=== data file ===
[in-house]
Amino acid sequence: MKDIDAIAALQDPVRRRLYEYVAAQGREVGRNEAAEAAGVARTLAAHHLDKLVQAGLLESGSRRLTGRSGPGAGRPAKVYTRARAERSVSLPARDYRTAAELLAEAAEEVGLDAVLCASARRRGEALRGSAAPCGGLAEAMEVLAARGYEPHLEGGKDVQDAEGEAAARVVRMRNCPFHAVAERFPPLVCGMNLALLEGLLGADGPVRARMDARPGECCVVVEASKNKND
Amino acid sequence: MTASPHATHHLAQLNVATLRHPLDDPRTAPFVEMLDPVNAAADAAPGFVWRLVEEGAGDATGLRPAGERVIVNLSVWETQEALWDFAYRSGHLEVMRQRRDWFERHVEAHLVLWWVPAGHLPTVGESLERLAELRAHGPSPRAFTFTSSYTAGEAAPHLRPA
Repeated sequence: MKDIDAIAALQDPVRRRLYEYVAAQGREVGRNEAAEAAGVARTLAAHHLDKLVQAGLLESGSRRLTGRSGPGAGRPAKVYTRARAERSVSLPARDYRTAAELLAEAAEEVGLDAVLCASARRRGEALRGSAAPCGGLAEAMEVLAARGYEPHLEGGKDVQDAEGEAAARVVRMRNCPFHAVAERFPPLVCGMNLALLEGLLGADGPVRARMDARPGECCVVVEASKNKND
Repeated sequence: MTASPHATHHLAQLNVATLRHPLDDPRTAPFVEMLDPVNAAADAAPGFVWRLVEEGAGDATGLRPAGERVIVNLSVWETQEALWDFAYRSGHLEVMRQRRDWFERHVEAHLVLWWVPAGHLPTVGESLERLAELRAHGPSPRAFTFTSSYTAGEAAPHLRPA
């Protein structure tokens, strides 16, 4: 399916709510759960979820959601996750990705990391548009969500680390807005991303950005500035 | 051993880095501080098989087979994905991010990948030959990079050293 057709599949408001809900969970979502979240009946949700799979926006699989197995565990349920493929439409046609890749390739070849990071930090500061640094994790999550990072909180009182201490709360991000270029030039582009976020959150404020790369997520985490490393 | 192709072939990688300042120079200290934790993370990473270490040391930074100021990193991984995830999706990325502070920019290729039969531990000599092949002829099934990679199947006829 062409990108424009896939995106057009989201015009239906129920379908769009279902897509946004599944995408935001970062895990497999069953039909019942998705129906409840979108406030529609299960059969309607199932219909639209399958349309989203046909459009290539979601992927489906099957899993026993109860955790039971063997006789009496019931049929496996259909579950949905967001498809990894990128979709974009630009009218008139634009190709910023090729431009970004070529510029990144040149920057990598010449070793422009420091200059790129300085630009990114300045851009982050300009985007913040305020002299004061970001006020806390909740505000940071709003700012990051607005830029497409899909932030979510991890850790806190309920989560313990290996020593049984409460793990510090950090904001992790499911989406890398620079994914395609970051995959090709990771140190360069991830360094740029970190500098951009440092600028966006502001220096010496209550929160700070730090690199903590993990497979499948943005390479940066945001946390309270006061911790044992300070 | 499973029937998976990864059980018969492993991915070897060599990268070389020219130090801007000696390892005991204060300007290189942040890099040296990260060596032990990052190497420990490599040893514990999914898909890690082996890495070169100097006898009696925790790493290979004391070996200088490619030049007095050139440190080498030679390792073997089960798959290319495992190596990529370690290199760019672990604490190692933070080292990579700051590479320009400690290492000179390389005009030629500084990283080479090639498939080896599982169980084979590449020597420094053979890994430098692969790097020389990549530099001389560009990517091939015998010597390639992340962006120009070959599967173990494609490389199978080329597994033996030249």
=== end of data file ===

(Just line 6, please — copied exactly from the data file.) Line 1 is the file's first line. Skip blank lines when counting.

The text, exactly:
């Protein structure tokens, strides 16, 4: 399916709510759960979820959601996750990705990391548009969500680390807005991303950005500035 | 051993880095501080098989087979994905991010990948030959990079050293 057709599949408001809900969970979502979240009946949700799979926006699989197995565990349920493929439409046609890749390739070849990071930090500061640094994790999550990072909180009182201490709360991000270029030039582009976020959150404020790369997520985490490393 | 192709072939990688300042120079200290934790993370990473270490040391930074100021990193991984995830999706990325502070920019290729039969531990000599092949002829099934990679199947006829 062409990108424009896939995106057009989201015009239906129920379908769009279902897509946004599944995408935001970062895990497999069953039909019942998705129906409840979108406030529609299960059969309607199932219909639209399958349309989203046909459009290539979601992927489906099957899993026993109860955790039971063997006789009496019931049929496996259909579950949905967001498809990894990128979709974009630009009218008139634009190709910023090729431009970004070529510029990144040149920057990598010449070793422009420091200059790129300085630009990114300045851009982050300009985007913040305020002299004061970001006020806390909740505000940071709003700012990051607005830029497409899909932030979510991890850790806190309920989560313990290996020593049984409460793990510090950090904001992790499911989406890398620079994914395609970051995959090709990771140190360069991830360094740029970190500098951009440092600028966006502001220096010496209550929160700070730090690199903590993990497979499948943005390479940066945001946390309270006061911790044992300070 | 499973029937998976990864059980018969492993991915070897060599990268070389020219130090801007000696390892005991204060300007290189942040890099040296990260060596032990990052190497420990490599040893514990999914898909890690082996890495070169100097006898009696925790790493290979004391070996200088490619030049007095050139440190080498030679390792073997089960798959290319495992190596990529370690290199760019672990604490190692933070080292990579700051590479320009400690290492000179390389005009030629500084990283080479090639498939080896599982169980084979590449020597420094053979890994430098692969790097020389990549530099001389560009990517091939015998010597390639992340962006120009070959599967173990494609490389199978080329597994033996030249």